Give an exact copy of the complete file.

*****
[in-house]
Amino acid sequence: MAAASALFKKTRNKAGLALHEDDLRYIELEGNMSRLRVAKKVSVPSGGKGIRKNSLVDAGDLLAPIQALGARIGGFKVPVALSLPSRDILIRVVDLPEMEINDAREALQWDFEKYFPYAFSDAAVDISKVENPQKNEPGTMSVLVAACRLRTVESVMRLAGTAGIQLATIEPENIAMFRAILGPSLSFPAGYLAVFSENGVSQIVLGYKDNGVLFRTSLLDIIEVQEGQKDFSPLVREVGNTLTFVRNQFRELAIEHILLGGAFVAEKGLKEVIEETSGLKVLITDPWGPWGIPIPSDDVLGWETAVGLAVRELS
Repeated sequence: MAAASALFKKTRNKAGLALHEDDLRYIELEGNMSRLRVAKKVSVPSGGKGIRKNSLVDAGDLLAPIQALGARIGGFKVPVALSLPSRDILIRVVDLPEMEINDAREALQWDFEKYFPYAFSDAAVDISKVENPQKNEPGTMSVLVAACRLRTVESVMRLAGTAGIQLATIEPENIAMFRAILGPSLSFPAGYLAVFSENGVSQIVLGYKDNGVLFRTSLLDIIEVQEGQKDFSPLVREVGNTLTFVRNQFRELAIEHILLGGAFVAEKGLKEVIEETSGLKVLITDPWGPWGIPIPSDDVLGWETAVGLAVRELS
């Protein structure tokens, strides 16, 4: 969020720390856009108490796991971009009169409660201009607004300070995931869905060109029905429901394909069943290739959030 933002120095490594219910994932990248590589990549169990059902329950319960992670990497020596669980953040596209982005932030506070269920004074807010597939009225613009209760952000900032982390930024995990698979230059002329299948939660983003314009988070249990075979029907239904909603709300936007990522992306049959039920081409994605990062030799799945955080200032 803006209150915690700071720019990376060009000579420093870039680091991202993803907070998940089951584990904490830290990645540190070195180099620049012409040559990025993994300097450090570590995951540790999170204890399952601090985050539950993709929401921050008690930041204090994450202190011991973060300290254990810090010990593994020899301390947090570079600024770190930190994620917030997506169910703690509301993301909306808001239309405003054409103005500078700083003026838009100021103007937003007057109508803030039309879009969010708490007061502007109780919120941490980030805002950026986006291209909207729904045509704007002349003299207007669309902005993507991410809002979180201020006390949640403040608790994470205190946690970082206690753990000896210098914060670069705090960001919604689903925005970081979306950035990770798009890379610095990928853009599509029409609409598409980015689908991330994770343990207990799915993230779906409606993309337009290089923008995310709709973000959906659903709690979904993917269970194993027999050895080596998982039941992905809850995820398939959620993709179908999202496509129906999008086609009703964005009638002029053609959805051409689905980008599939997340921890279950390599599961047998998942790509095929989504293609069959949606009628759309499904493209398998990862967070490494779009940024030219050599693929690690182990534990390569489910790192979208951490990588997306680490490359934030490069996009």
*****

[in-house]
Amino acid sequence: MAAASALFKKTRNKAGLALHEDDLRYIELEGNMSRLRVAKKVSVPSGGKGIRKNSLVDAGDLLAPIQALGARIGGFKVPVALSLPSRDILIRVVDLPEMEINDAREALQWDFEKYFPYAFSDAAVDISKVENPQKNEPGTMSVLVAACRLRTVESVMRLAGTAGIQLATIEPENIAMFRAILGPSLSFPAGYLAVFSENGVSQIVLGYKDNGVLFRTSLLDIIEVQEGQKDFSPLVREVGNTLTFVRNQFRELAIEHILLGGAFVAEKGLKEVIEETSGLKVLITDPWGPWGIPIPSDDVLGWETAVGLAVRELS
Repeated sequence: MAAASALFKKTRNKAGLALHEDDLRYIELEGNMSRLRVAKKVSVPSGGKGIRKNSLVDAGDLLAPIQALGARIGGFKVPVALSLPSRDILIRVVDLPEMEINDAREALQWDFEKYFPYAFSDAAVDISKVENPQKNEPGTMSVLVAACRLRTVESVMRLAGTAGIQLATIEPENIAMFRAILGPSLSFPAGYLAVFSENGVSQIVLGYKDNGVLFRTSLLDIIEVQEGQKDFSPLVREVGNTLTFVRNQFRELAIEHILLGGAFVAEKGLKEVIEETSGLKVLITDPWGPWGIPIPSDDVLGWETAVGLAVRELS
């Protein structure tokens, strides 16, 4: 969020720390856009108490796991971009009169409660201009607004300070995931869905060109029905429901394909069943290739959030 933002120095490594219910994932990248590589990549169990059902329950319960992670990497020596669980953040596209982005932030506070269920004074807010597939009225613009209760952000900032982390930024995990698979230059002329299948939660983003314009988070249990075979029907239904909603709300936007990522992306049959039920081409994605990062030799799945955080200032 803006209150915690700071720019990376060009000579420093870039680091991202993803907070998940089951584990904490830290990645540190070195180099620049012409040559990025993994300097450090570590995951540790999170204890399952601090985050539950993709929401921050008690930041204090994450202190011991973060300290254990810090010990593994020899301390947090570079600024770190930190994620917030997506169910703690509301993301909306808001239309405003054409103005500078700083003026838009100021103007937003007057109508803030039309879009969010708490007061502007109780919120941490980030805002950026986006291209909207729904045509704007002349003299207007669309902005993507991410809002979180201020006390949640403040608790994470205190946690970082206690753990000896210098914060670069705090960001919604689903925005970081979306950035990770798009890379610095990928853009599509029409609409598409980015689908991330994770343990207990799915993230779906409606993309337009290089923008995310709709973000959906659903709690979904993917269970194993027999050895080596998982039941992905809850995820398939959620993709179908999202496509129906999008086609009703964005009638002029053609959805051409689905980008599939997340921890279950390599599961047998998942790509095929989504293609069959949606009628759309499904493209398998990862967070490494779009940024030219050599693929690690182990534990390569489910790192979208951490990588997306680490490359934030490069996009």